Through her work Dr Goodall was appointed a UN messenger of peace. Through Roots & Shoots and JGI we spread the message and celebrate peace.
Every year the United Nations celebrate the International Day of Peace.
All Nations and all people are asked to abandon hostility on that day and to commit themselves to peaceful living together.
Dr. Goodall was appointed as UN Messenger of Peace in 2002 by then Secretary General Kofi Annan. As a Messenger of Peace she started a worldwide campaign and appealed to people worldwide to care for their fellow men, to get involved and to live together in peace and harmony.
As a symbol of their commitment she encourages especially children and adolescents to tinker giant “Peace Doves” made of fabrics to let them fly as symbols for global peace longing. Meanwhile thousands of “Peace Doves” fly around the globe at the UN International Day of Peace. Young people in all continents come together to act together with Jane Goodall for a peaceful together.
Whether on the Kilimanjaro, in Kathmandu, in China, Europe or in America, countless people every year set an example and give her longing for peace a wing.
This year’s theme for the UN International Day of Peace is Together for Peace: Respect, Safety and Dignity for All. With this theme in mind, Dr. Jane shared her message of peace.
Roots & Shoots memebrs from around the world also shared their messages of peace, included our JGINZ Roots & Shoots Ambassador, Jacqui Hooper.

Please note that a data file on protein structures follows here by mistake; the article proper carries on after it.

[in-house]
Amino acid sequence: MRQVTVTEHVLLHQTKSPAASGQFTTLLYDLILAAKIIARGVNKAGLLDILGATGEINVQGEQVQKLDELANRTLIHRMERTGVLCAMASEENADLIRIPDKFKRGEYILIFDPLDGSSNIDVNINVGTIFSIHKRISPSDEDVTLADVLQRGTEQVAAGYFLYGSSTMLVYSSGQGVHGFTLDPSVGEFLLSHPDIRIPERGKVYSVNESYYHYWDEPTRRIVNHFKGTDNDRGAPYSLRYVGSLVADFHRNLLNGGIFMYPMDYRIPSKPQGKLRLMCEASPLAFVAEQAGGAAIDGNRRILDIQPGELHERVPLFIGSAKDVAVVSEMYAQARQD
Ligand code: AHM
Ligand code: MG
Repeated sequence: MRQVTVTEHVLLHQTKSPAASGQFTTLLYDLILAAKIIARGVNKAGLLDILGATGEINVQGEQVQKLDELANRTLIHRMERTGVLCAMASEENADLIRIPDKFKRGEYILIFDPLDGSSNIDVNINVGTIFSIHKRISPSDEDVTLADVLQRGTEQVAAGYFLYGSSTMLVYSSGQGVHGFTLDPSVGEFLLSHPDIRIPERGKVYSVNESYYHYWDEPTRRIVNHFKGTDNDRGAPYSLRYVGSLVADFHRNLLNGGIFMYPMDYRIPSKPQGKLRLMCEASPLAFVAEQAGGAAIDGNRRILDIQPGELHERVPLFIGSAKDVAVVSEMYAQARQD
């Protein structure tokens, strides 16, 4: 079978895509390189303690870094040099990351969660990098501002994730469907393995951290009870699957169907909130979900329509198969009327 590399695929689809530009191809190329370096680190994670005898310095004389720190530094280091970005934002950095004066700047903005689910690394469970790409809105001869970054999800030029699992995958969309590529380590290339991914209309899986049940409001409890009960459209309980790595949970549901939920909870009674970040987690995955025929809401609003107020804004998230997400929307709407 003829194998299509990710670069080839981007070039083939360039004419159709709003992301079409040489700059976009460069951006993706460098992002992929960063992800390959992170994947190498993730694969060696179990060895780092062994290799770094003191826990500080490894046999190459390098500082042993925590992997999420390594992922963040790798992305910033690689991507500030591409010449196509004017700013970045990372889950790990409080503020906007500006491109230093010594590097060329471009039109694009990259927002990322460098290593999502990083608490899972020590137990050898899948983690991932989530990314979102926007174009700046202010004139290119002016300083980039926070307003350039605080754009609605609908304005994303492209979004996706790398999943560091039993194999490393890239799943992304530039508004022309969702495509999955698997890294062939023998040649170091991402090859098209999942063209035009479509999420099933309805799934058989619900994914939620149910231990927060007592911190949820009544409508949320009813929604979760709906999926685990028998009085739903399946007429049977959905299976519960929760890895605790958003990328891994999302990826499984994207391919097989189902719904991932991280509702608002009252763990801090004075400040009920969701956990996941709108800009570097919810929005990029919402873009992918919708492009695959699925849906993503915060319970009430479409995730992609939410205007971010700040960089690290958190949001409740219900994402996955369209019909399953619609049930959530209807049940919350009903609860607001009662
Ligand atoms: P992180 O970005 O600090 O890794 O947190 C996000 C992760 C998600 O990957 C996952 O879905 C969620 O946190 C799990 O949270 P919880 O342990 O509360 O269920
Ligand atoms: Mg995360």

Members of the JGINZ National Youth Leadership Council celebrated and shared Peace Day throughout New Zealand
In honour of Peace Day 2017 the Roots & Shoots club at Massey University, lead by Nila and Marie of the NYLC, put on a celebration for the students and staff. This included painting a large mural of a dove and New Zealand flora and folding origami doves onto which each person wrote their message of peace. It was made possible through the generosity and support of Resene and enthusiasm of club members.
The mural and the doves both represent how a huge global idea can be understood and supported by each person differently.
The event was covered by local media and you can read about it here.
NYLC members Sian and Annemieke invited students and staff at Victoria University to join in making origami peace doves for Peace Day.
The paper used for the doves came from left over University magazines. Not only did this personalise the doves and make them even more appropriate, but was a beautiful way to recycle and celebrate.
This event was hosted in ‘The Bubble’, which is a welcoming and safe space on campus. Participants even included a dog, who thought he might try to make a dove.
Emilly from our NYLC team organised a shared lunch at her school - the perfect way to celebrate Peace Day whilst in the middle of a exam period. A presentation on peace day was shared before enjoying the lunch. Items for the lunch were gained through sponsorship from their local organic bakeries and trade aid store.
NYLC member Stephen organised students at Otago University to make a large numbers of the small peace doves. The doves were placed outside people’s rooms doors in the halls of residence to promote Peace Day and to symbolise the peaceful world we all hope to live in.
The International Day of Peace was established by the United Nations General Assembly in 1981. Its purpose, as stated in the original GA resolution, is:
"[...T]o devote a specific time to concentrate the efforts of the United Nations and its Member States, as well as of the whole of mankind, to promoting the ideals of peace and to giving positive evidence of their commitment to peace in all viable ways...[The International Day of Peace] should be devoted to commemorating and strengthening the ideals of peace both within and among all nations and peoples."